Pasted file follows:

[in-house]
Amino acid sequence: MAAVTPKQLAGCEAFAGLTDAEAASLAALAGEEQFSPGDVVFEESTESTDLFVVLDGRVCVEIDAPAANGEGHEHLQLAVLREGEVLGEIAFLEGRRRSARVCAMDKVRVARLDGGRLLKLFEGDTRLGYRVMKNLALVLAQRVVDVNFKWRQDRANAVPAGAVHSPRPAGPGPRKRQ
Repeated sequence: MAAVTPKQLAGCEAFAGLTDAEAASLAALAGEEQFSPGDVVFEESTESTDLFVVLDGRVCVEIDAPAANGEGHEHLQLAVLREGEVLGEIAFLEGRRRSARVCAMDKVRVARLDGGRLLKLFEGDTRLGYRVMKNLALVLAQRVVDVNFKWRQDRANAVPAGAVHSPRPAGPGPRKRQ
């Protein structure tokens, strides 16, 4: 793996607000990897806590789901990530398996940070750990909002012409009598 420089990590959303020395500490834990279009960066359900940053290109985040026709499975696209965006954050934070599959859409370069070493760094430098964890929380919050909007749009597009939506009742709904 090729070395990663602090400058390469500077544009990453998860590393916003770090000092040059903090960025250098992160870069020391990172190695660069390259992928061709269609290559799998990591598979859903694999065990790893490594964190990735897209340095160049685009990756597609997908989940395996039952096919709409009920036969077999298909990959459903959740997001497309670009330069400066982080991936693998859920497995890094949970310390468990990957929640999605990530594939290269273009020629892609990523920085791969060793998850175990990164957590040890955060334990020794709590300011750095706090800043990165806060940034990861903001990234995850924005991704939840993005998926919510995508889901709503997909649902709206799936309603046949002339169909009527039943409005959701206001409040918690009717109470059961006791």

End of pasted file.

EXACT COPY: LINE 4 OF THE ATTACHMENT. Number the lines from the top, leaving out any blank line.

């Protein structure tokens, strides 16, 4: 793996607000990897806590789901990530398996940070750990909002012409009598 420089990590959303020395500490834990279009960066359900940053290109985040026709499975696209965006954050934070599959859409370069070493760094430098964890929380919050909007749009597009939506009742709904 090729070395990663602090400058390469500077544009990453998860590393916003770090000092040059903090960025250098992160870069020391990172190695660069390259992928061709269609290559799998990591598979859903694999065990790893490594964190990735897209340095160049685009990756597609997908989940395996039952096919709409009920036969077999298909990959459903959740997001497309670009330069400066982080991936693998859920497995890094949970310390468990990957929640999605990530594939290269273009020629892609990523920085791969060793998850175990990164957590040890955060334990020794709590300011750095706090800043990165806060940034990861903001990234995850924005991704939840993005998926919510995508889901709503997909649902709206799936309603046949002339169909009527039943409005959701206001409040918690009717109470059961006791």